Although iron is an essential mineral in many body functions, too much of it can damage the heart, joints, liver, pancreas, and other organs. Several types of disorders lead to iron overload or excess iron, but the most common is hemochromatosis. There are several types, but one in every 200 to 300 people in the U.S. develop hereditary hemochromatosis, the most recognized form. Caucasian, middle-aged men of Northern European descent and post-menopausal women are most likely to develop the disease. Physicians diagnose most cases during routine blood work or family screenings. Only about one in 10 people who have the genes for hemochromatosis develop iron overload or damage to organs because of the disease.
Too much iron is toxic to the body. The liver secretes hepcidin, a hormone that maintains the balance of iron stores and suppresses iron absorption. Hemochromatosis disrupts hepcidin's role, and iron levels rise. The excess iron causes issues with the internal organs that help regulate metabolism, often leaving a person feeling fatigued and weak. Research shows that 74% of people with hemochromatosis experience fatigue in the early stages.
Around 44% of people with hemochromatosis experience joint pain. In most cases, symptoms first appear between 50 and 60 years of age. Women generally experience symptoms after 60, or about ten years after menopause. Because joint pain is a symptom in other conditions, the individual may dismiss it as a sign of the normal aging process. Between 25 and 30% of those with hemochromatosis develop arthritis in the knuckles of the pointer and middle finger. Referred to as "iron fist," this is a specific symptom of the disease.
Normal iron absorption occurs in the small intestine. Individuals with hemochromatosis experience a much faster rate of [iron] absorption than average, leading to an accumulation of iron. Most people absorb from 20 to 25% of the iron they consume through their diet, while hemochromatosis causes the retention of up to four times that amount. Excess iron deposits in the liver make it enlarge, leading to pain in the right upper quadrant under the ribs. Alternatively, the individual may feel the pain in the center of the stomach. It is also common for people with hemochromatosis to experience digestive disturbances, including nausea, heartburn, constipation, or diarrhea.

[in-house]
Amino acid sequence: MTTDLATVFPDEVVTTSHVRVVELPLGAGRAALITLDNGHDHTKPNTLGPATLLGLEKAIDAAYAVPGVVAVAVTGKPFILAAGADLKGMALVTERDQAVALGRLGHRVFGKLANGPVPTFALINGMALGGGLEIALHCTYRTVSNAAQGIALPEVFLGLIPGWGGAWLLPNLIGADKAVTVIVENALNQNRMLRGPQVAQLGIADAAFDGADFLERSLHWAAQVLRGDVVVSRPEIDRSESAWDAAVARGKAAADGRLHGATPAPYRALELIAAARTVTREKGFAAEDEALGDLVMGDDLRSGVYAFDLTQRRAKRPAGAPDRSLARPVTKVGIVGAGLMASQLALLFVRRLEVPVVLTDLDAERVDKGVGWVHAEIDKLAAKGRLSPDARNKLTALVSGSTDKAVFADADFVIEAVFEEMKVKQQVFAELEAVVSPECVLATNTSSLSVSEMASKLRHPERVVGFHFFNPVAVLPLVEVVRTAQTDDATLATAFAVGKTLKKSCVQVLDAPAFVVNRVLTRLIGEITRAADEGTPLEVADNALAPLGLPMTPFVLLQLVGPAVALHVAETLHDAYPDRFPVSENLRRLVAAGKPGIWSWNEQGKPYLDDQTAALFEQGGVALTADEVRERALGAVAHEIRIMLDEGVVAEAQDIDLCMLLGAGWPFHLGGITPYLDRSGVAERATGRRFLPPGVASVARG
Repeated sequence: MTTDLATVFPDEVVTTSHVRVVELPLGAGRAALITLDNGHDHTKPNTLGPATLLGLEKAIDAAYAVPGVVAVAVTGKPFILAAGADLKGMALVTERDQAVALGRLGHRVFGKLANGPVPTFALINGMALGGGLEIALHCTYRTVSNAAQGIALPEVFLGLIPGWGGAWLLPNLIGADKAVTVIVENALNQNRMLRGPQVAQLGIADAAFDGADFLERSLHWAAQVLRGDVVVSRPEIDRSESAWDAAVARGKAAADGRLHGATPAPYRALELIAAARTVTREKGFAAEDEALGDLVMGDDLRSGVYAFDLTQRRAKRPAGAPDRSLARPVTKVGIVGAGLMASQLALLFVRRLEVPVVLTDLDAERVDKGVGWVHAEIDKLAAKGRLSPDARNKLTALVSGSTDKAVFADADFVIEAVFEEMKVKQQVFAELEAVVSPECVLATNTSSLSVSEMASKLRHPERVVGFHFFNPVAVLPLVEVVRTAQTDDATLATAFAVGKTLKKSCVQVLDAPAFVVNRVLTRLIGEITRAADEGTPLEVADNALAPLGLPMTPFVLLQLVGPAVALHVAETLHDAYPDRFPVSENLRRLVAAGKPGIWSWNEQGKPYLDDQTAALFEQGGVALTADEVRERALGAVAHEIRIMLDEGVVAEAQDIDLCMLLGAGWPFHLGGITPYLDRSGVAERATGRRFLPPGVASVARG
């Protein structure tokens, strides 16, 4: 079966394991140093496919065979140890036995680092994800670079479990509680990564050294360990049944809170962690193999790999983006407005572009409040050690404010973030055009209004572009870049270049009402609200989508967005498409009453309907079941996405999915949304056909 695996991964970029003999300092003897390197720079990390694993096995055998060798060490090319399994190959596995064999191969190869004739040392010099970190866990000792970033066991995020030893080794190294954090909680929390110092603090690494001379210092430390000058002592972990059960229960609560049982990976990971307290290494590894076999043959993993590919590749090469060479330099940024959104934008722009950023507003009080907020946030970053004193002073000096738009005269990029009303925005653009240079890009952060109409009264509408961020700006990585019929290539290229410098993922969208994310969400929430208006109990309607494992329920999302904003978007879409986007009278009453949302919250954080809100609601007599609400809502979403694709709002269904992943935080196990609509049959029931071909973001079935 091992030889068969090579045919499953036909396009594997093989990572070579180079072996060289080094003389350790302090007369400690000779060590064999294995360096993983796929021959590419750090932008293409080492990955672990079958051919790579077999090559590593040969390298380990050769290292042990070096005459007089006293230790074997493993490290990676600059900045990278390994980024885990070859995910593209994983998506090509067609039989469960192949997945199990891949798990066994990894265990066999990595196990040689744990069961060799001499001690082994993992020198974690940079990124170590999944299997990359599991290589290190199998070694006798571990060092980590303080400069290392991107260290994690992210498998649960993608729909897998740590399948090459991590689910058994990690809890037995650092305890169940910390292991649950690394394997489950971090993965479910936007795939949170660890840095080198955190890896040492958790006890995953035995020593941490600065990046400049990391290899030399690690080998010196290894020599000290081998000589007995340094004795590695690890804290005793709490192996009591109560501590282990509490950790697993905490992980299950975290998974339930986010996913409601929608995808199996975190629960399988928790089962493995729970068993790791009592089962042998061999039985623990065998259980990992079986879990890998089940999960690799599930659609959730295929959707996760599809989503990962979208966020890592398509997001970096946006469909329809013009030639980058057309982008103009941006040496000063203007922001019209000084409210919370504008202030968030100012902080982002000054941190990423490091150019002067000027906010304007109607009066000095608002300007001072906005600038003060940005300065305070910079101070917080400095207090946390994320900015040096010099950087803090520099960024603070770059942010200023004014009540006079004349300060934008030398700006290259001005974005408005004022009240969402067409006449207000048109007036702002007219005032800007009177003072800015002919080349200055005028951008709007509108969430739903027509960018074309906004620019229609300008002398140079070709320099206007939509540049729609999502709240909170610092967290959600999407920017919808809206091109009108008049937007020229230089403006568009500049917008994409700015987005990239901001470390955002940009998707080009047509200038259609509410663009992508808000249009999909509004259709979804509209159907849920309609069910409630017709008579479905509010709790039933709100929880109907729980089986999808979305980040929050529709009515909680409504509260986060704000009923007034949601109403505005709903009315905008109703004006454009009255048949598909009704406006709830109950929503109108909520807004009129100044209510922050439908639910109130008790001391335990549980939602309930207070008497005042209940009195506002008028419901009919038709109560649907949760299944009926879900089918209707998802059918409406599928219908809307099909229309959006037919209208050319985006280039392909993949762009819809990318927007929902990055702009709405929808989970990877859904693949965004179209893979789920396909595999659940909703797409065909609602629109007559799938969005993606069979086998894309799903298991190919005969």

Hemochromatosis often affects sexual health. The pituitary gland regulates hormones, and if it becomes overloaded with iron, it prevents the sex hormones from being released as they are supposed to. Decreased sex drive is a common early symptom in both men and women. One study shows that 46% of men with the condition complained of a loss of libido, while 29% disclosed that they had difficulty achieving or maintaining an erection. Without treatment, hemochromatosis can lead to testicular shrinkage in men and hypogonadism in both men and women. Additionally, some women experience early menopause.